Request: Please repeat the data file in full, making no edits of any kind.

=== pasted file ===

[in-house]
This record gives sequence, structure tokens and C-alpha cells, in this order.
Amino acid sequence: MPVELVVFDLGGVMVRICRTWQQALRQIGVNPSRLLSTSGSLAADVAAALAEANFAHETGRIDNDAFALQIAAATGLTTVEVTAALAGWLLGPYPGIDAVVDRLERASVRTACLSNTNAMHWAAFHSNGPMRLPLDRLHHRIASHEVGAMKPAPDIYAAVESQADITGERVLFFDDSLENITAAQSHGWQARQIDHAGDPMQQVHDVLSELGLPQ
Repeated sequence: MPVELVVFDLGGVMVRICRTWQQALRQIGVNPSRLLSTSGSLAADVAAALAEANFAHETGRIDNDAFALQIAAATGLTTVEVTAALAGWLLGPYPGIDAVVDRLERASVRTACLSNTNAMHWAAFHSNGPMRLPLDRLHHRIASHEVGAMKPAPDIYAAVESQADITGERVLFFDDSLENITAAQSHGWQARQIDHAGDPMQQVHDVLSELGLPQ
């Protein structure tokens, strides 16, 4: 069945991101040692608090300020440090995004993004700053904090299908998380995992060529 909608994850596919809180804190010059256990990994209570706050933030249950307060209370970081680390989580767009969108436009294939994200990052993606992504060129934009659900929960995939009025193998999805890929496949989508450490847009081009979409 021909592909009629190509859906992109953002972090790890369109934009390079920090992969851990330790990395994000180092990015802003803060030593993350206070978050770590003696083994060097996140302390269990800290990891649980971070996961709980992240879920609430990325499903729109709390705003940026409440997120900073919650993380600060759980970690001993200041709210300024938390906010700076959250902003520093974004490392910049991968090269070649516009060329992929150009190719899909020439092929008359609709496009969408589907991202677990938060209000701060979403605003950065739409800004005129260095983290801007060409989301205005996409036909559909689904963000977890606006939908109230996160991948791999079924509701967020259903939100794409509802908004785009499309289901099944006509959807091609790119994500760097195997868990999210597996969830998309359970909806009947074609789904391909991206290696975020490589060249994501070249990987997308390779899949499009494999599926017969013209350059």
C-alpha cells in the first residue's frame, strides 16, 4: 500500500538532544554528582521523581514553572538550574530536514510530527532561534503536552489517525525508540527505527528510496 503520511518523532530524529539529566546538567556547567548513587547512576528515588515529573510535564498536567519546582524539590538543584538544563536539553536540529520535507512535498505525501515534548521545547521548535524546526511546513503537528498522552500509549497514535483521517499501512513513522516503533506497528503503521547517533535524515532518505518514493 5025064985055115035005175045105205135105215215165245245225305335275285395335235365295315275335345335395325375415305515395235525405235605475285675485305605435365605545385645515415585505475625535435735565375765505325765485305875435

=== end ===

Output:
[in-house]
This record gives sequence, structure tokens and C-alpha cells, in this order.
Amino acid sequence: MPVELVVFDLGGVMVRICRTWQQALRQIGVNPSRLLSTSGSLAADVAAALAEANFAHETGRIDNDAFALQIAAATGLTTVEVTAALAGWLLGPYPGIDAVVDRLERASVRTACLSNTNAMHWAAFHSNGPMRLPLDRLHHRIASHEVGAMKPAPDIYAAVESQADITGERVLFFDDSLENITAAQSHGWQARQIDHAGDPMQQVHDVLSELGLPQ
Repeated sequence: MPVELVVFDLGGVMVRICRTWQQALRQIGVNPSRLLSTSGSLAADVAAALAEANFAHETGRIDNDAFALQIAAATGLTTVEVTAALAGWLLGPYPGIDAVVDRLERASVRTACLSNTNAMHWAAFHSNGPMRLPLDRLHHRIASHEVGAMKPAPDIYAAVESQADITGERVLFFDDSLENITAAQSHGWQARQIDHAGDPMQQVHDVLSELGLPQ
């Protein structure tokens, strides 16, 4: 069945991101040692608090300020440090995004993004700053904090299908998380995992060529 909608994850596919809180804190010059256990990994209570706050933030249950307060209370970081680390989580767009969108436009294939994200990052993606992504060129934009659900929960995939009025193998999805890929496949989508450490847009081009979409 021909592909009629190509859906992109953002972090790890369109934009390079920090992969851990330790990395994000180092990015802003803060030593993350206070978050770590003696083994060097996140302390269990800290990891649980971070996961709980992240879920609430990325499903729109709390705003940026409440997120900073919650993380600060759980970690001993200041709210300024938390906010700076959250902003520093974004490392910049991968090269070649516009060329992929150009190719899909020439092929008359609709496009969408589907991202677990938060209000701060979403605003950065739409800004005129260095983290801007060409989301205005996409036909559909689904963000977890606006939908109230996160991948791999079924509701967020259903939100794409509802908004785009499309289901099944006509959807091609790119994500760097195997868990999210597996969830998309359970909806009947074609789904391909991206290696975020490589060249994501070249990987997308390779899949499009494999599926017969013209350059």
C-alpha cells in the first residue's frame, strides 16, 4: 500500500538532544554528582521523581514553572538550574530536514510530527532561534503536552489517525525508540527505527528510496 503520511518523532530524529539529566546538567556547567548513587547512576528515588515529573510535564498536567519546582524539590538543584538544563536539553536540529520535507512535498505525501515534548521545547521548535524546526511546513503537528498522552500509549497514535483521517499501512513513522516503533506497528503503521547517533535524515532518505518514493 5025064985055115035005175045105205135105215215165245245225305335275285395335235365295315275335345335395325375415305515395235525405235605475285675485305605435365605545385645515415585505475625535435735565375765505325765485305875435